While we were in South Africa, our tour through Drifters included a two-day canoe trip on the Orange River. The Orange River is the longest river in South Africa at roughly 2,200 km.
We used a company called Felix Unite River Adventures, which included staying at their campground overnight in preparation.
Our tour of South Africa, Namibia, Botswana and Zimbabwe had a whopping 8 people on it. It was a great number, as we spent three weeks really getting to know everyone, and we were lucky enough to make some lasting friendships on this trip. Any tour less than 25 people, we find, is best, if you want to get to know people on a more personal level. We had to clean together, in some cases bunk up together, cook together, and the best part, we got to eat and drink together:
Our canoe trip included a one-night stay on the banks of the river. The big white buckets in the photo below? That’s where we stored our overnight bags, gear and personal snacks for the trip. The buckets protected everything from getting wet.
I’m not a big fan of water, but the canoe trip wasn’t exactly optional on this tour, since we were canoeing for two full days before returning to our base camp. Luckily, when we went in September, it was a bit dry, so the water table was low.
Actually, in several spots, the water was too low, to the point that our canoe dragged on the rocks on the river bed and forced us to a complete stop. Mark had to get out more than once, in ankle-deep water to give our canoe a push. This made for a very leisurely ride though, and we got to see some beautiful scenery. See the wavy lines in the hill just below the bird? That’s referred to as God’s Thumbprint.
We also experienced some local wildlife along the way:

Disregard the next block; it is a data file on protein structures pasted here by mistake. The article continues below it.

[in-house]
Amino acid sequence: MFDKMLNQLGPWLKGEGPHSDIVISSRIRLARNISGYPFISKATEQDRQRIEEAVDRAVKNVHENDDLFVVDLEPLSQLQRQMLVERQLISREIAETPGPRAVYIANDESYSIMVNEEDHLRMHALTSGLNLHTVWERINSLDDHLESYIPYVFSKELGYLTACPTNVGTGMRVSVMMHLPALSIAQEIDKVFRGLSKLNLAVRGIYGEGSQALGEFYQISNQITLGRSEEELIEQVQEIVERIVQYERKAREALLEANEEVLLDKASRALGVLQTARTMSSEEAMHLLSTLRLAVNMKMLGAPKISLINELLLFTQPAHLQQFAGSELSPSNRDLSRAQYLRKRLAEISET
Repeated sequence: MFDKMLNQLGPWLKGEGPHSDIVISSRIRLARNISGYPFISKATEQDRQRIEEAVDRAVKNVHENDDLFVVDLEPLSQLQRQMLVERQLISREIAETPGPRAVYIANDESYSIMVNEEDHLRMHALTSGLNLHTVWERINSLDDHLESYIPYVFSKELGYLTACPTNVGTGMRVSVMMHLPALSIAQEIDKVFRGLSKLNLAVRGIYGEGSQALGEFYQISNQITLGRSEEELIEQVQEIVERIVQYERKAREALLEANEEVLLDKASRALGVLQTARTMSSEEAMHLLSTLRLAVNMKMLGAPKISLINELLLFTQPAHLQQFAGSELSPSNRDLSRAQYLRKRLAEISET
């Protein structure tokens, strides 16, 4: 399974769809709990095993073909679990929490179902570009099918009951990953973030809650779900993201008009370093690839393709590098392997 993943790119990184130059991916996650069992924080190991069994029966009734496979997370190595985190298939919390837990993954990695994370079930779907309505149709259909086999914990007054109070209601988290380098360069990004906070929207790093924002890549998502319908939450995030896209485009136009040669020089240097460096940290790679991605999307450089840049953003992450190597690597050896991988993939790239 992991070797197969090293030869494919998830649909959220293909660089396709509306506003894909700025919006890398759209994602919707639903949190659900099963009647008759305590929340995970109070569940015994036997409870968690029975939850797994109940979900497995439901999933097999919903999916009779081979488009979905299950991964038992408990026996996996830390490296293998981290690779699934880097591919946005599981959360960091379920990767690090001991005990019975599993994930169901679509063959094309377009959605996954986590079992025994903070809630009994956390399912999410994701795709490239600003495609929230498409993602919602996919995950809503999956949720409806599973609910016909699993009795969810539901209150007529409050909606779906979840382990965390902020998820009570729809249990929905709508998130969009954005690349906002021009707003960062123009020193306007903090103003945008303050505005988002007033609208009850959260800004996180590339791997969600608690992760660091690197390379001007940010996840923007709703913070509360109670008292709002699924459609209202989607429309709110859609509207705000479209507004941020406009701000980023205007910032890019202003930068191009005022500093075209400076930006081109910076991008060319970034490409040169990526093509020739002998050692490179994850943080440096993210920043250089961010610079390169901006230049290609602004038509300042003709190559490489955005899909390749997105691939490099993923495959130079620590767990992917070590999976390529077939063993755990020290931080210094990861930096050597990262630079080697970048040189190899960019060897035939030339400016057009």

When we stopped on the banks where we were going to set up camp for the night, we had to unload all the buckets and get our gear. We didn’t bring tents either, just sleeping bags. It’s surprising how chilly it can get along the river once the sun goes down.
Once we got a bonfire going it was a bit warmer, but it caused a new set of issues: the men decided to burn a huge tree branch without breaking it up first. Then, when they realized it maybe wasn’t a good idea, they dragged the tree out of the fire, causing sparks to shoot into the sky, and one landed on someone’s sleeping bag, making a large hole. Well, live and learn, I guess.
On the first day there were a few very minor rapids, but with the water being so low it didn’t amount to a lot of speed or excitement. The second day though, there was one particularly nasty spot with a large boulder protruding from the water, at the precise location of a sudden dip in the river.
Our tour guide warned us that the boulder acts like a magnet and will pull our canoes towards it, causing many to overturn. So we were instructed to paddle away from the boulder for all we were worth. My fear of water gave me the adrenaline rush I needed to paddle like a maniac. There was no way I was falling in if I had anything to say about it! Mark and I paddled frantically as we approached the boulder and drop, pushing with all our combined strength. There was a split second where I’m convinced we became airborne, and then hit the water again, straight on. We made it!
We rowed to the banks to await the rest of the group in case anyone needed help. About half of our 8-person travel group weren’t as lucky as we were. Many canoes overturned over the drop. Hats, sandals, and sunscreen were lost in the rapids. But no one was seriously hurt, just a few minor bruises here and there.
By the time we reached the banks where our driver was coming to pick us up, we were tired, a little sunburned, and quite famished. But overall, it was a very memorable and enjoyable experience and one we would love to do again in the future.